This is a part of an ongoing project in which I watch one movie from a different country every week.
RUNNING TIME: 107 Minutes
DIRECTOR: George Sluizer
WRITTEN BY: Tim Krabbé (Screenplay and Novel)
WHERE YOU CAN FIND IT: Netflix DVD. Amazon Instant.
I borrowed a copy from the Baltimore County Public library. It's a part of the Criterion collection.
PLOT: While on vacation, a young Dutch couple, Rex and Saskia, stop at a service station where Saskia goes missing. Three years later, a man approaches Rex and claims to be her abductor.
MEMORABLE MOMENT: The moment when Rex realizes what happened to Saskia will haunt you for days. I can't bring myself to give it away here, though, not even after a "Spoiler" warning.
Instead I'll have to go with the montage in which we see Raymond, a seemingly mild-mannered family man, fail again and again at finding an acceptable victim. The sequence somehow manages to be both comical and horrifying.
- The Vanishing was adapted from the novella The Golden Egg by Dutch Journalist and chess champion Tim Krabbé, who also received screenplay credit. Supposedly, he got the idea from an article about a woman who vanished. Fortunately the woman had simply boarded the wrong bus and was reunited with her family.
- While The Vanishing is the Dutch entry here, the film was disqualified as the Dutch submission for the Academy Awards because there was too much French dialogue.
- According to IMDB, Stanley Kubrick stated that The Vanishing was the most terrifying film he had ever seen.
- In 1993, George Sluizer directed an American remake of his film staring Jeff Bridges, Kiefter Sutherland and Sandra Bullock. It bombed in the box office and was criticized for tacking on a happy ending.
The Vanishing is a thriller that starts off by telling the audience everything they want to know. There is no mystery regarding who the villain is or how he plans to commit the crime. Early in in the film we learn that Raymond Lemorne (Bernard-Pierre Donnadieu) is a wealthy family man who owns a remote piece of property where (it is heavily implied) he plans to take his victims. We even see Raymond use chloroform on himself and record how long the affects last. Everything is spelled out except for what happened to Saskia (Johanna ter Steege).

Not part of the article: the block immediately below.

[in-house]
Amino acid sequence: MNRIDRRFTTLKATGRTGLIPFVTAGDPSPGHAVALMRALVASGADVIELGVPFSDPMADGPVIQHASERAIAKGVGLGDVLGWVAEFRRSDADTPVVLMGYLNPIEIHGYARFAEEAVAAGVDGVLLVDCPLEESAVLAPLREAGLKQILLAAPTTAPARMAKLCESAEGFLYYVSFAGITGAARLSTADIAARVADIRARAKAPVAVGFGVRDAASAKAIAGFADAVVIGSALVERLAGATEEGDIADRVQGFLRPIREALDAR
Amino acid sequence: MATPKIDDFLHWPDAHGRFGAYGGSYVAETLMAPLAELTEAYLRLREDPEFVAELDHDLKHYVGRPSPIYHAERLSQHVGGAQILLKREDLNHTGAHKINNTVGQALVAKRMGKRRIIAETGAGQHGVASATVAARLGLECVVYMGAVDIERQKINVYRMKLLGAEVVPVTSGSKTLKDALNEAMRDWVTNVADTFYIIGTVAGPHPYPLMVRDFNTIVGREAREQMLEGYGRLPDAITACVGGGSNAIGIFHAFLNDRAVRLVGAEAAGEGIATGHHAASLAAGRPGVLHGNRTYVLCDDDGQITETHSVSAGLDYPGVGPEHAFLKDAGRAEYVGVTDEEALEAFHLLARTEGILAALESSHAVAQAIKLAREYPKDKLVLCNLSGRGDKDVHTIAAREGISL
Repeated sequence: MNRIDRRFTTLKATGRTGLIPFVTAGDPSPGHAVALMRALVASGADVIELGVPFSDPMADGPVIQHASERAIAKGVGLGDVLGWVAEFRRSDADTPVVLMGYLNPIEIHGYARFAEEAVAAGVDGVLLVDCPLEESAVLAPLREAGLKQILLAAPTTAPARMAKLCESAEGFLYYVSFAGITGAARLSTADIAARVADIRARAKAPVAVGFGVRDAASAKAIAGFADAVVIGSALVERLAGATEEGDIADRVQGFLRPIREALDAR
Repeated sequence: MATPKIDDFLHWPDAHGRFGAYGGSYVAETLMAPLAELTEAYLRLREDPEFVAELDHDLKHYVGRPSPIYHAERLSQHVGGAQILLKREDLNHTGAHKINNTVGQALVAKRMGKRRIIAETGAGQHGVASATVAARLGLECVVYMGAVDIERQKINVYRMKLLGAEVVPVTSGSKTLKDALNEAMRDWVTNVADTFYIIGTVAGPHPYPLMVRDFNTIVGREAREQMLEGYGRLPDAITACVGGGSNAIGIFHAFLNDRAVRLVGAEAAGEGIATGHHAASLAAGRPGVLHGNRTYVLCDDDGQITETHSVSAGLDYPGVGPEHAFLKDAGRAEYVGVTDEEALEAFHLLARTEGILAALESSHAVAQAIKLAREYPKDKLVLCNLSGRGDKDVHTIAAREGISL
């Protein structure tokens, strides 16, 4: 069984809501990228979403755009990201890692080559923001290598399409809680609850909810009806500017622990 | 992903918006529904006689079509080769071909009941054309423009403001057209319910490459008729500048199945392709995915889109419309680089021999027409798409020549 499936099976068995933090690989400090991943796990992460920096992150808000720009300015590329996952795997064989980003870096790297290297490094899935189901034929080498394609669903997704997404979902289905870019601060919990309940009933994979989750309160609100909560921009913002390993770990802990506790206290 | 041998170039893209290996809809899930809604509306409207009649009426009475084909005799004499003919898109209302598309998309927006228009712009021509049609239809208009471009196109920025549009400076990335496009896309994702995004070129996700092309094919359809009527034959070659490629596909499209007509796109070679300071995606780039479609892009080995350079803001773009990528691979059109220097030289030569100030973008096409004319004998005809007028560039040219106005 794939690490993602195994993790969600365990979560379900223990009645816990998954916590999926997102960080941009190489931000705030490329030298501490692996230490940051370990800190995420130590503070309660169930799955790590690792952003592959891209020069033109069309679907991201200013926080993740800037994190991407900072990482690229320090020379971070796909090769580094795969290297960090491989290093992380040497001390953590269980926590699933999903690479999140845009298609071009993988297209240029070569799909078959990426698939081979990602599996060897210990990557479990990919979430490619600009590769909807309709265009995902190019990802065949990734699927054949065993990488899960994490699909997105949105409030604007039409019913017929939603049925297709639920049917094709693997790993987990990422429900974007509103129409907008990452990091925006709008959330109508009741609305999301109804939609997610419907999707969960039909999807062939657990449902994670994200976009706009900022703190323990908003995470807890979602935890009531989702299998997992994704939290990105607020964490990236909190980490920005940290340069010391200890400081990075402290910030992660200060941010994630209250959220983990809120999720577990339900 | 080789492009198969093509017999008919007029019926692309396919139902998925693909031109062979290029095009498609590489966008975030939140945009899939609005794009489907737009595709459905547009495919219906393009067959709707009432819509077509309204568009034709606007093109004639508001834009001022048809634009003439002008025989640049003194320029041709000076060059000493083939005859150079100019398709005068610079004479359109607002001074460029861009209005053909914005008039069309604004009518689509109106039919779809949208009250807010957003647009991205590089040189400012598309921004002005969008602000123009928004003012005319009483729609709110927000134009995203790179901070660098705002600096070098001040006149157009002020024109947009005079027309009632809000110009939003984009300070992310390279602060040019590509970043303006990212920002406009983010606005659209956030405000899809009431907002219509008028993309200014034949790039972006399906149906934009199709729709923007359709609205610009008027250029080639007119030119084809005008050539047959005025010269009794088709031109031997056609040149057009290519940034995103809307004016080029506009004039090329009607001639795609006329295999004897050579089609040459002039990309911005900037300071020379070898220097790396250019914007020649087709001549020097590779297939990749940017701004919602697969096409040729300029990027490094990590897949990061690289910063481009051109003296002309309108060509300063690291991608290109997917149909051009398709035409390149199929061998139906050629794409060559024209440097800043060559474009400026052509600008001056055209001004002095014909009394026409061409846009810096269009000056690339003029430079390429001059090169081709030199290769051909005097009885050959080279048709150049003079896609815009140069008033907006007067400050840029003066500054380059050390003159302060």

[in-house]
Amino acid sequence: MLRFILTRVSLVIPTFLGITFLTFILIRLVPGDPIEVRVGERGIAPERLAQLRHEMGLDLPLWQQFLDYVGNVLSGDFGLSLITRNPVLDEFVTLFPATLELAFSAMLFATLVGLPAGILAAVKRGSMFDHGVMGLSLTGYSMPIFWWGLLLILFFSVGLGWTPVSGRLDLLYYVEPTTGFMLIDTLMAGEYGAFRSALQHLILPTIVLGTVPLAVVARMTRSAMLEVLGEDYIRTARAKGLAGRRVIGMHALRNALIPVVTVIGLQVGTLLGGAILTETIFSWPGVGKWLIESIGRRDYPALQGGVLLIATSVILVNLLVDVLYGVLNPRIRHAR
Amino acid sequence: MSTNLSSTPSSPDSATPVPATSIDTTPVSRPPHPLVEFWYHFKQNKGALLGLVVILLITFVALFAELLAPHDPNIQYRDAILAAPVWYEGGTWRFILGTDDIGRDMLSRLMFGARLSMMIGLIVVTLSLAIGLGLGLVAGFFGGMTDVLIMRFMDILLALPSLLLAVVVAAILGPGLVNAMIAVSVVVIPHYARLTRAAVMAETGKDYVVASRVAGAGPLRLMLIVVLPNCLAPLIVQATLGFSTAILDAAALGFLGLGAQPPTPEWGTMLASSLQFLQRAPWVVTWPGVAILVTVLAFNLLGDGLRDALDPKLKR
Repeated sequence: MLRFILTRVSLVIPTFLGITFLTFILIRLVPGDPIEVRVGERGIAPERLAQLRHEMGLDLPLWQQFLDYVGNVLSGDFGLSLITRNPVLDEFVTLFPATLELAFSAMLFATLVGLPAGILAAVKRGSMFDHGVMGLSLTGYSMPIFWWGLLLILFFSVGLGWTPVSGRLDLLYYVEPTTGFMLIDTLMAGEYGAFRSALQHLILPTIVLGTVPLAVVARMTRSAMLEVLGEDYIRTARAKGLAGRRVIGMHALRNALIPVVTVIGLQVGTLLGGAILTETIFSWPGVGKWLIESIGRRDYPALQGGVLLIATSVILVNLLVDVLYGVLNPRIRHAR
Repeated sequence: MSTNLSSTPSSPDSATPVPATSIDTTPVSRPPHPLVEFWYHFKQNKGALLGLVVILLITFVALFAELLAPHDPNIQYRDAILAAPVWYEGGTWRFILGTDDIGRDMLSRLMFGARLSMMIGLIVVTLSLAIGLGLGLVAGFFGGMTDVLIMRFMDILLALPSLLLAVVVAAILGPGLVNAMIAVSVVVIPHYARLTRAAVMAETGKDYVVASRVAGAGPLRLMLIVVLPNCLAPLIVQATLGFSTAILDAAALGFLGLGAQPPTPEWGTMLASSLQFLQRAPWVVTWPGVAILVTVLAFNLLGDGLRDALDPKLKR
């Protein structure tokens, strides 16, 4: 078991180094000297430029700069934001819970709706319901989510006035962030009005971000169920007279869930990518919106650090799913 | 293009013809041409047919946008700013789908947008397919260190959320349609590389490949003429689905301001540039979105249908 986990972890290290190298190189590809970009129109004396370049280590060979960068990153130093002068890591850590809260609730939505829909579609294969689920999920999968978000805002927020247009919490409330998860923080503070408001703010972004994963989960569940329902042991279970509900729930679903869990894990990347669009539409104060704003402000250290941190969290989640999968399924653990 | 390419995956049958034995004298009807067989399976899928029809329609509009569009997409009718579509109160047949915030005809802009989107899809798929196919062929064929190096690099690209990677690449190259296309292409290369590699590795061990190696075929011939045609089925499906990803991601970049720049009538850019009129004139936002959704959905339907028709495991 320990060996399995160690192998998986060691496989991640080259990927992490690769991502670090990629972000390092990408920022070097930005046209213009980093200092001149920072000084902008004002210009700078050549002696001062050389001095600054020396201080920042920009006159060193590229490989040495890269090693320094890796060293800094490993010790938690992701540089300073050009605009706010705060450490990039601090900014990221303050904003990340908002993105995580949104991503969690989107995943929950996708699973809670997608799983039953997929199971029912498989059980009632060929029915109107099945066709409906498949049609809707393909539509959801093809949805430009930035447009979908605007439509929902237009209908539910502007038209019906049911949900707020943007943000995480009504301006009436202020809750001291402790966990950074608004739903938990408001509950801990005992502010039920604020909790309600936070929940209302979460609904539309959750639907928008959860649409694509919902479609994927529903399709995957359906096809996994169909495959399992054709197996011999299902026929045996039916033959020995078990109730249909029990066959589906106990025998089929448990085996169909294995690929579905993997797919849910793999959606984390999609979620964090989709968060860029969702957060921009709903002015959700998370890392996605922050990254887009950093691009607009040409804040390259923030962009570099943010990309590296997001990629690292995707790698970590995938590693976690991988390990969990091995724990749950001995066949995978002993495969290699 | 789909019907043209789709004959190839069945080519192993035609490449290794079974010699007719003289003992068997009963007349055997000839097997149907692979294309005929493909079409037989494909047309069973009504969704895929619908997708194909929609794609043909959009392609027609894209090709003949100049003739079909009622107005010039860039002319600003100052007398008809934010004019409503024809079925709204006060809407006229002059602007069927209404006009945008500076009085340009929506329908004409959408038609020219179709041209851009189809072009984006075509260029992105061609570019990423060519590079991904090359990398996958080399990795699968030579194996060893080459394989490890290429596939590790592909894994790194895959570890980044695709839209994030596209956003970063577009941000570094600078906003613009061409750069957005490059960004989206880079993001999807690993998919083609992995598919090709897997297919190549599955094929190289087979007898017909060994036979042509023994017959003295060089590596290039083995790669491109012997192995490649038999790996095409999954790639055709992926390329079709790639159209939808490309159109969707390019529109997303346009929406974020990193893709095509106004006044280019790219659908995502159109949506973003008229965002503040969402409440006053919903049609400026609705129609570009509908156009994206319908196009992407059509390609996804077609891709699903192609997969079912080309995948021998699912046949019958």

The film follows Rex (Gene Bervoets), who is searching for his missing lover. I have nothing against Rex as a character (although one has to wonder if he and Saskia would have remained together if she hadn’t been abducted), but he acts more as a guide than a hero, leading the audience down a path at the end of which we discover her fate.
The most intriguing portions of The Vanishing follow Raymond as he attempts to commit his crime, the way a determined student might attempt to complete a challenging school project.
Raymond isn’t Anthony Hopkins' Hannibal Lecter or Heath Ledger’s Joker. The audience never sees these other villains plan their crimes or struggle with the execution. To us they were born master criminals.
Imagine if a good portion of Saw was devoted to us watching Jigsaw construct his traps. We’d see him go to Home Depot, buy the chains and power tools, test his razor blades and barbed wire, become frustrated (and embarrassed) when they don’t work, and try again and again and again until everything was perfect. While he would be less god-like, he would appear more human and in a very unsettling way he would be more relatable.
Unlike Hannibal or the Joker, Raymond doesn’t succeed the first time or the second or even the tenth. Even though his crimes are less elaborate, he has to rehearse and later learn to improvise. It would be as if we saw Freddy Krueger practicing his one-liners in the mirror.
Raymond reminds me the most of Breaking Bad’s Walter White. Not just because they are both family men with beards and short hair but because they start out as intelligent but inept. The audience spends much of the story watching them struggle. They are both villains who start off out of their depths, but we see them become more effective until they are master criminals.
Had Raymond’s crimes been as iconic as Lecter’s or as gimmicky as The Joker’s, we might almost like him, the way we "like" other classic villains. However, the atrocities Raymond commits are much more realistic. One could imagine an outwardly peaceful man actually performing these horrors, and that makes him all the more terrifying.
Next week's country: Mali.
Next week's country: Mali.